If you have been sued under a statute, that law may require the plaintiff to cover attorney fees and expenses if you win.  An example of such a statute is Iowa’s Landlord and Tenant Act.

I can help you with any business or contract matters that may arise in which you believe that you were the target of a wrongful suit and wish to try to recover your attorneys and expenses incurred in defending that suit.  Please jurt give me a call.

More Problems With Martha Stewart Products

Last week the Des Moines Register reported on several settlements that had recently been reached in personal injury lawsuits regarding Martha Stewart chairs.  Here’s a link to that article:

http://www.desmoinesregister.com/article/20110811/NEWS01/110811017/3-settle-injury-lawsuits-over-Martha-Stewart-chair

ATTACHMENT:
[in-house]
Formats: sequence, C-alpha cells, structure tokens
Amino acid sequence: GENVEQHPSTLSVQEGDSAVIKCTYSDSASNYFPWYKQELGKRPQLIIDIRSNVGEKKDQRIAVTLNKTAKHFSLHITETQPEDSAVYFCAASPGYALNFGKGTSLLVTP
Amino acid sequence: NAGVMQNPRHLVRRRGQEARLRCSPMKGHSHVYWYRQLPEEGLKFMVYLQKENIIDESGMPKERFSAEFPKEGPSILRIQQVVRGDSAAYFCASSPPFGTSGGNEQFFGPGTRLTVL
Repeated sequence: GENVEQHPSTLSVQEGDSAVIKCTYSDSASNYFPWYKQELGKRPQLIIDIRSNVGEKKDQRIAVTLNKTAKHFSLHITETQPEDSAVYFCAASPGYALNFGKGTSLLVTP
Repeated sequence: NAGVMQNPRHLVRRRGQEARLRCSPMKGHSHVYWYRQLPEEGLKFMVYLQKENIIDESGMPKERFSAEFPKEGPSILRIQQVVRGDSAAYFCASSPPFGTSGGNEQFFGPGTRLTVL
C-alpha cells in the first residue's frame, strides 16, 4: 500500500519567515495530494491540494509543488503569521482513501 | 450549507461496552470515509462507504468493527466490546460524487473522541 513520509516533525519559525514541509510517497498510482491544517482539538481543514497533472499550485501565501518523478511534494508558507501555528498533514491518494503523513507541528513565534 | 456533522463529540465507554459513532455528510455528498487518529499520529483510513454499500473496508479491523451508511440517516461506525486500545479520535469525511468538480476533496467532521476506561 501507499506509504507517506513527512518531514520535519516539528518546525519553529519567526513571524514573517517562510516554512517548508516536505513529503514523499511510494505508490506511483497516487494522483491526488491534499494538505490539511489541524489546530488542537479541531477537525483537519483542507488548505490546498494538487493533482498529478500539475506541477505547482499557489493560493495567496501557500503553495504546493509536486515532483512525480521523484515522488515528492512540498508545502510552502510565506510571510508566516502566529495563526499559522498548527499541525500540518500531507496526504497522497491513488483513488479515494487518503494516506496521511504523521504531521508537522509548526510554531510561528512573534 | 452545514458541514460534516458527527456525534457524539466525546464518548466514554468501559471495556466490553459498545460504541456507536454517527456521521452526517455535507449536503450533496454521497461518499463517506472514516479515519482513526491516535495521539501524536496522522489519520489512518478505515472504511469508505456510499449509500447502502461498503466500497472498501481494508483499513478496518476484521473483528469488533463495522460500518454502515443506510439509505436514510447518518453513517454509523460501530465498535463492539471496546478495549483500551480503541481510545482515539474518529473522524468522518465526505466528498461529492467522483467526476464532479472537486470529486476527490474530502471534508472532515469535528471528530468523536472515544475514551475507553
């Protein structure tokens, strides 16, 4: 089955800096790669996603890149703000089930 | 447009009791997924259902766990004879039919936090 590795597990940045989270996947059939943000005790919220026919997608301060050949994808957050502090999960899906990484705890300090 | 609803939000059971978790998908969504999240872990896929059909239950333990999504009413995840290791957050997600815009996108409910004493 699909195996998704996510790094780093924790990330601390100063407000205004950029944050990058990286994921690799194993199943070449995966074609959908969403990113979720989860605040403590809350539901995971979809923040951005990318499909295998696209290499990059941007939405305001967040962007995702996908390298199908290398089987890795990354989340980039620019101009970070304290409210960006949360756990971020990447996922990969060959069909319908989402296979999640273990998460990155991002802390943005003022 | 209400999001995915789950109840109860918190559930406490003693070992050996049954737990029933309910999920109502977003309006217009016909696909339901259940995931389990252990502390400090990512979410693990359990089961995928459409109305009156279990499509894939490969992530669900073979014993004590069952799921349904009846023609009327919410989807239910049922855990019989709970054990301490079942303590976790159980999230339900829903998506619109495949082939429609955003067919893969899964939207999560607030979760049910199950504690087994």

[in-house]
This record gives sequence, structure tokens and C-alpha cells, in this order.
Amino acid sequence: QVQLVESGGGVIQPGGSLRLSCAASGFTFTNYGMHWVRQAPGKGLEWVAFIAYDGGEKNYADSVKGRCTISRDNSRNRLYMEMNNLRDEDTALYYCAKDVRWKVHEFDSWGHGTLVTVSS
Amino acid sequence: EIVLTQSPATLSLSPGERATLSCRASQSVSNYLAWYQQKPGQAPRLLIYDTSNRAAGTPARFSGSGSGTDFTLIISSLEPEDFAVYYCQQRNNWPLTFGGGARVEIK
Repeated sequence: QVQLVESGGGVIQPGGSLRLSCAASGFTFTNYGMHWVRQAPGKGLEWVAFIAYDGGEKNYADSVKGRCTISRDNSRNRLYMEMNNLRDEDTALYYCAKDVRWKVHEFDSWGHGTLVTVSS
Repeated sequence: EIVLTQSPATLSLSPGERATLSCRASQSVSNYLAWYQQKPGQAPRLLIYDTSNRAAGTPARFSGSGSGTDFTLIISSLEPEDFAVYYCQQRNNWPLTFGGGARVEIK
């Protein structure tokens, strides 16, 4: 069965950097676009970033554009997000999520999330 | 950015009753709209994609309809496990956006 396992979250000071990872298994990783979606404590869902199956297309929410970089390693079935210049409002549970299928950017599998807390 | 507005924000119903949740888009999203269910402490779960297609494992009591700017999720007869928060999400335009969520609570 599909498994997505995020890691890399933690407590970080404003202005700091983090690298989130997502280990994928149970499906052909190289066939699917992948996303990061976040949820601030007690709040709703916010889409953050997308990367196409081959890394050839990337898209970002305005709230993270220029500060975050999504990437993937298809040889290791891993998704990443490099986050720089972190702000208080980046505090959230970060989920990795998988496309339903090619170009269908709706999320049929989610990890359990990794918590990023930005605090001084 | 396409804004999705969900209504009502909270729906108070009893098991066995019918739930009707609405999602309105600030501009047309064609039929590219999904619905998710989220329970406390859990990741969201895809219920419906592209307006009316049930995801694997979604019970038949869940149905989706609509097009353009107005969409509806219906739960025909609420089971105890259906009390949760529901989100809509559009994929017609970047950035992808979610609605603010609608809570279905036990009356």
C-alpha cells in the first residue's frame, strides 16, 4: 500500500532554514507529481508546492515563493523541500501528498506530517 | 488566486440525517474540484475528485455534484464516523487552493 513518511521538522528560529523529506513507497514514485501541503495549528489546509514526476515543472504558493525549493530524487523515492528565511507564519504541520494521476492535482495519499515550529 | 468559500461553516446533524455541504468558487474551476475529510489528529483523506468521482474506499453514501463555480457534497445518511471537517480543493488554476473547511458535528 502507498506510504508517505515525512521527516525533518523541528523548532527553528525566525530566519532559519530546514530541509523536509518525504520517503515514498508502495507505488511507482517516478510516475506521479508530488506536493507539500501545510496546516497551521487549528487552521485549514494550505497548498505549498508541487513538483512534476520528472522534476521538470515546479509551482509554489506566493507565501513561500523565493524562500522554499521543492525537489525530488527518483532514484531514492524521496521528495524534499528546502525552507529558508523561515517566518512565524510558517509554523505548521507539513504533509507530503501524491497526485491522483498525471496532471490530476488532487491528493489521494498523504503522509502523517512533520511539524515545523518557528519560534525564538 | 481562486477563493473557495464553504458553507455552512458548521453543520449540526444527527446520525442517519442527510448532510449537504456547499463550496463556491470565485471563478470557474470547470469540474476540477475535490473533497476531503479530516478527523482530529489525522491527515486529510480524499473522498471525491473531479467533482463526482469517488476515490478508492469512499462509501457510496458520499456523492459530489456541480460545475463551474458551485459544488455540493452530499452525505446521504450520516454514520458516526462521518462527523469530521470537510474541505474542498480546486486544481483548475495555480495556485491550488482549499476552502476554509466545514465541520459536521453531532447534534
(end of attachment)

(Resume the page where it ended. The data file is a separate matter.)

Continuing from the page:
Now it appears that other Martha Stewart products are a potential danger to consumers.  Yesterday the U.S. Consumer Products Safety Commission announced that Martha Stewart is recalling cast iron casseroles because of the risk that the casseroles can crack or break:

WASHINGTON, D.C. – The U.S. Consumer Product Safety Commission, in cooperation with the firm named below, today announced a voluntary recall of the following consumer product. Consumers should stop using recalled products immediately unless otherwise instructed. It is illegal to resell or attempt to resell a recalled consumer product.

Name of Product: Martha Stewart Collection™ Enamel Cast Iron Casseroles

Units: About 960,000

Importer: Macy’s Merchandising Group, New York, N.Y.

Hazard: The enamel coating on the cast iron casseroles can crack or
break during use. This can cause the enamel to crack and fly off as a
projectile, posing a risk of laceration or burn hazard to the user or
bystanders.

Incidents/Injuries: Macy’s has received two reports of the enamel
cracking and flying off of the casseroles during use. No injuries have been
reported.

Description: The recall involves Martha Stewart Collection™ Enamel
Cast Iron Casseroles in 7 quart, 5.5 quart and 2.75 quart sizes, with exterior
enamel finishes in red, cobalt blue, sand, green, blue, white, mustard, brown